Now, going back to the plays roots which started in 1605 when Shakespeare wrote it, was not necessarily a political theme as Bond made his. In Shakespeare play, Lear, King of Britain, in an effort to stay away from future strife, divides his empire among his three daughters. His oldest two, Gonerill (wife of Albany) and Regan (wife of Cornwall), reply to his appeal for a show of love, but Cordelia is not capable to, not desiring to be duplicitous or two faced. In a moment of rage, Lear orders her to be sent away and she goes away to marry the King of France. However, when his consultant Kent makes the attempt to tell Lear he is not doing right, he too is sent away. In the end, the tragedy of Shakespeare's King Lear is for the most part noted for its analytical explanations on the nature of human sorrow and kinship not so much the awareness and optimistic social change that bond was trying to promote. With that's said, transforming Shakespeare's King Lear into a progressive ...
Shakespeare's literary and cultural legacy is something so deep entrenched that even a honest writer like Bond can neither discharge it nor whole-heartedly receive it. It was obvious that Bond was born into an English working class family with a background in agricultural. He himself reveals how Shakespeare happened to exercise a marvelous impact on his development in life. In an interview he said the following:
"My education really involved of one evening, which was basically prearranged by the school. They took us along to a play at the old Bedford Theatre in Camden Town. We saw Donald Wolft in Macbeth and for the very first time in my life ? I remember this quite distinctly ? I met somebody who was actually talking about my problems, about the life I'd been living, the political society around me."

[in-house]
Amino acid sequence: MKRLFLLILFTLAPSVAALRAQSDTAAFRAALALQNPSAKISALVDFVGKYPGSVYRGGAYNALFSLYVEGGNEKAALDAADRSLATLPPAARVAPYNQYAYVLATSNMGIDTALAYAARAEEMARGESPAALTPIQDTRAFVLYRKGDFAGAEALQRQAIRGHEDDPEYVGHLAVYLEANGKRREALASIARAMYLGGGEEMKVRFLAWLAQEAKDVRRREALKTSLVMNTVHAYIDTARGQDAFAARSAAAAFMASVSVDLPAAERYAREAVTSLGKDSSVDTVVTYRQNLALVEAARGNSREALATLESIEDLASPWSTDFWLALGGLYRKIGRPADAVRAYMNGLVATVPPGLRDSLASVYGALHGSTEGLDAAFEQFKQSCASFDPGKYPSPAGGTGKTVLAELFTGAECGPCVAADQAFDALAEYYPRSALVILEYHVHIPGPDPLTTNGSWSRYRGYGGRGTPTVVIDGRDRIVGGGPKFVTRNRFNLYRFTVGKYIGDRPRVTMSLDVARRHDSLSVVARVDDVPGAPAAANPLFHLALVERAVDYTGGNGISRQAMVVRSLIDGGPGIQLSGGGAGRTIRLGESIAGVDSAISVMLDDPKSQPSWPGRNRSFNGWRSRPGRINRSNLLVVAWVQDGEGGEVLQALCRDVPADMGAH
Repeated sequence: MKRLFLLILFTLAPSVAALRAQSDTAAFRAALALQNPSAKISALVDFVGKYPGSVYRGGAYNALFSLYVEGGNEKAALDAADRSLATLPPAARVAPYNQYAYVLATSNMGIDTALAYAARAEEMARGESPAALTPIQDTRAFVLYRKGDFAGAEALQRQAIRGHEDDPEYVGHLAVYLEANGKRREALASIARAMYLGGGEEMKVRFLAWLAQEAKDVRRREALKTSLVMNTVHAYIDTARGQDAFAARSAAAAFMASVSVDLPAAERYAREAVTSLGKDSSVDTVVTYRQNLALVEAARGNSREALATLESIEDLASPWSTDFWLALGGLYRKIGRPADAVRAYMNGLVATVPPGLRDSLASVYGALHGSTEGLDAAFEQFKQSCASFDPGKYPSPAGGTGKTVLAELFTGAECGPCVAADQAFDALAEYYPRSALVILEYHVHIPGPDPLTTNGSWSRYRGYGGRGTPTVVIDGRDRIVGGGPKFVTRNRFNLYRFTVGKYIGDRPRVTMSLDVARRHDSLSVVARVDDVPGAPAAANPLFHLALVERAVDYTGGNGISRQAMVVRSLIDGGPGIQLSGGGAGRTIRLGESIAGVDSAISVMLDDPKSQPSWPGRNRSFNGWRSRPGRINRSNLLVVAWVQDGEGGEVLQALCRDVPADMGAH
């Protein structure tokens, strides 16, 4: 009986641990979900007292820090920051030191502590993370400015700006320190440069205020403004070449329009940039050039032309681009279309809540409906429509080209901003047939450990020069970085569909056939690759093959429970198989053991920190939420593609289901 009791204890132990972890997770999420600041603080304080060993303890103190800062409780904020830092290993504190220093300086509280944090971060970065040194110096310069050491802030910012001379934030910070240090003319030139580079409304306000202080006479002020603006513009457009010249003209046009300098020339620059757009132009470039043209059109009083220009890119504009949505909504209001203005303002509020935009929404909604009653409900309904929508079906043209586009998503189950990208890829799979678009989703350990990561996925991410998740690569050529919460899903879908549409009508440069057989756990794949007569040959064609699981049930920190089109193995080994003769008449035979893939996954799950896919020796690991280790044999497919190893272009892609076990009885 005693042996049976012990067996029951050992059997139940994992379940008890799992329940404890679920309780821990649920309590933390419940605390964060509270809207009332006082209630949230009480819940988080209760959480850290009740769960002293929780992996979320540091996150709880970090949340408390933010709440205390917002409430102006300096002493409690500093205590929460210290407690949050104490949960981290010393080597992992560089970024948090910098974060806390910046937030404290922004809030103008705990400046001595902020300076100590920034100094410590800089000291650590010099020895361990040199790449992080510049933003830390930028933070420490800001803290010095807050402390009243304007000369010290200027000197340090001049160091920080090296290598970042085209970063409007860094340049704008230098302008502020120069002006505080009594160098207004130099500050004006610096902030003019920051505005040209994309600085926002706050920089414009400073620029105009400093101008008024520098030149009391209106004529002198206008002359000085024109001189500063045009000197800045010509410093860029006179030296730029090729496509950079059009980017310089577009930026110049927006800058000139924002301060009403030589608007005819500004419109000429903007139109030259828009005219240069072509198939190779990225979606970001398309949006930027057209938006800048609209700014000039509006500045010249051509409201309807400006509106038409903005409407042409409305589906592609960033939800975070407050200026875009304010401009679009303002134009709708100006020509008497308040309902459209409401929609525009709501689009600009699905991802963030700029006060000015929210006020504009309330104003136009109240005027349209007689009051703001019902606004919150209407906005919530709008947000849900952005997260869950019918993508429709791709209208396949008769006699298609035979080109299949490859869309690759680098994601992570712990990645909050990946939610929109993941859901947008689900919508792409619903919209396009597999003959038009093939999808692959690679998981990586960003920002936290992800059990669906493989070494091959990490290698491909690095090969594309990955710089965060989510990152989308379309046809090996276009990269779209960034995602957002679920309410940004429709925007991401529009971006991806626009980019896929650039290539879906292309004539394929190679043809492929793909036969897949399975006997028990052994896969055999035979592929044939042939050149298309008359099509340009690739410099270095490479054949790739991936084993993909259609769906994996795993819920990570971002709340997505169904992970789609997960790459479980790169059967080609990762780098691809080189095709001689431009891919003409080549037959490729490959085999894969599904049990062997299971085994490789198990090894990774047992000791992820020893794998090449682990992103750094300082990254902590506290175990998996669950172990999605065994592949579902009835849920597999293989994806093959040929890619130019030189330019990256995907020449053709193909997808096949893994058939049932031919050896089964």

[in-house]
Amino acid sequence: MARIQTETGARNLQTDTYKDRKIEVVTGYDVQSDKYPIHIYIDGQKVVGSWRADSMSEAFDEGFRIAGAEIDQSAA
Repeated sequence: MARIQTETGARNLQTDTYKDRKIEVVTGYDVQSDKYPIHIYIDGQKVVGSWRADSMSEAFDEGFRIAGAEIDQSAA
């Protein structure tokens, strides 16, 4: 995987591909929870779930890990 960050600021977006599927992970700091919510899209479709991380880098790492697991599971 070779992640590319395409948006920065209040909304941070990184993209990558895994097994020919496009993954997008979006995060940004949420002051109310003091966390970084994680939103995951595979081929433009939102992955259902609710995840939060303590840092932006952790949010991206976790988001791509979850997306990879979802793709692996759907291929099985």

Bond went on even further to explain his motives for picking Lear especially: "I can only mention that Lear was a piece that was actually standing in my path and I had to find some kind of method get him out of the way"
. Bond was able to look at Lear as the essence of the worst and best in culture that is Western. In 1976, in a talk conversation with Howard Davies Bond said the following in regards to transforming Lear:
We think that two individuals went up the mountain and got things transcribed on tablets, one was Moses and the other one was Shakespeare. He's the sort of great idol of the humanist West. . . . But as a director to conduct, or to methods to work
The audience cannot be expected to be a united, indistinguishable whole; they vary in ethnic group, background, gender etc. over time and through various cultures. Bond actually was not against Shakespeare or his King Lear but in fact admired him very much, but he did not believe that he should be made into this cult hero. He also felt that Shakespeare merely displayed things such as suffering, and that too personal suffering, instead of the travail of the society. Bond had this belief that as a writer a person should have in the least give some hint at a solution.